QuickStep-AlphaVinyl came close to pulling off the same move twice in two days at Itzulia Basque Country, falling half a wheel short at the line as Julian Alaphilippe was pipped by local favourite Pello Bilbao (Bahrain Victorious) in Amurrio.
The third stage at Itzulia had been the hardest one yet in the week-long race, taking in two ascents of the 1-kilometre, 13 per cent Opellora and 3.6km, 7 per cent Ozeka before a hilly ride to the line. Victory was contested among a GC favourites group of just 13 after 181 kilometres of racing.
Alaphilippe's teammate Remco Evenepoel was among them, once again setting up the world champion into the final corner in a move planned beforehand and caught on TV cameras as the pair discussed it on the run-in.
"We decided to do the same as yesterday, but I think we started the sprint just two seconds too early otherwise we win again," Evenepoel said after the finish.
"It was a really hard finish straight with what felt like a bit of headwind. It's a pity but I think first and second is not a bad start to this week."
The young Belgian had earlier suffered on the closing climbs, briefly going out the rear of the lead group as Adam Yates attacked several times on Ozeka following work from his Ineos Grenadiers team.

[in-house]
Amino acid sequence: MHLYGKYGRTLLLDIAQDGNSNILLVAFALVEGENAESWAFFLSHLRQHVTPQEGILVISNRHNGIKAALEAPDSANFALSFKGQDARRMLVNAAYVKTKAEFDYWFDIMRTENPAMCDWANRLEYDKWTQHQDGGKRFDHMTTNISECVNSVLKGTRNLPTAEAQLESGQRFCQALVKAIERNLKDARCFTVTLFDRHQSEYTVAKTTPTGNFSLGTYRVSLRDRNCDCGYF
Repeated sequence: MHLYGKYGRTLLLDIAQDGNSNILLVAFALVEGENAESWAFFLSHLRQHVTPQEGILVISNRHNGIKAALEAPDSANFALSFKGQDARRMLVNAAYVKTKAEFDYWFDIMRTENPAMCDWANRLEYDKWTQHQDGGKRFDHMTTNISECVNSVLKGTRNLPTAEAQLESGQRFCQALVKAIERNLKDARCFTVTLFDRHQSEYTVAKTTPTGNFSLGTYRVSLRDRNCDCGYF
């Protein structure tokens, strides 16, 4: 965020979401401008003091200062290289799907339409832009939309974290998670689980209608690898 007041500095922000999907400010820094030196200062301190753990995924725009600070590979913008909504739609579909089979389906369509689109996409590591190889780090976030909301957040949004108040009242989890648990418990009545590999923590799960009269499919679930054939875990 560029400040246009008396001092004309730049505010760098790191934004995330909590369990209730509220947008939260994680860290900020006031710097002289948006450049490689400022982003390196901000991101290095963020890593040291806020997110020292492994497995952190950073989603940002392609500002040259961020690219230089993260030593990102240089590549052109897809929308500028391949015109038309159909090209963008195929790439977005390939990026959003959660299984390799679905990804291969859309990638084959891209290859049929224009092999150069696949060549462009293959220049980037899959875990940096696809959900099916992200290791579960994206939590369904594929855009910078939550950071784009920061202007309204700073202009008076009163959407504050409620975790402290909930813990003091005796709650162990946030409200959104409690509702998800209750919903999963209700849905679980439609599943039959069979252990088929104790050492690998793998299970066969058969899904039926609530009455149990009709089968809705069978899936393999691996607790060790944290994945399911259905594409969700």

A move from Bilbao on a short, steep, unclassified hill 13km out also caught him out, though he quickly came back, putting in a couple of moves himself before taking the front with 1.5km to go on Alaphilippe's behalf.
"It was incredible," Evenepoel said of the final. "The two major climbs in the final were really hard. It was actually really tough to hang on, especially when Yates put in an attack on the [second] climb, it was really hard. I just tried to put a really big pace to at least hang on with the group.
"There was conversation along the way between the favourites with me, Yates, [Primož] Roglič. They said we would ride to the finish and sprint, but there was one who didn't intend that. Bilbao went for it full force.
"I was actually going to pace the climb a bit to let Julian save energy. But then he attacked, and I had no answer immediately. I kept going and came back to the group on the big road."
Evenepoel concluded by saying, without too much belief, that he hopes the upcoming stages would be a little less tough. The hardest stages are yet to come though, with several of the remaining stages bringing far more climbing, including the final day atop the famous Alto de Arrate.
"I hope it will be a little less hard than today, but I think Basque Country is not known as an easy area," he said. "The thing was just the 1-kilometre climb was really brutal and a really bad road with concrete slabs. I've never done such a steep climb as that. Very special and really brutal. The second climb suited me a bit better but I was already suffering because Yates put in a big attack.
"I hope I can recover well and that tomorrow I can be up there with the GC guys again. I think the group that arrived today will be the guys who are fighting for GC this week."
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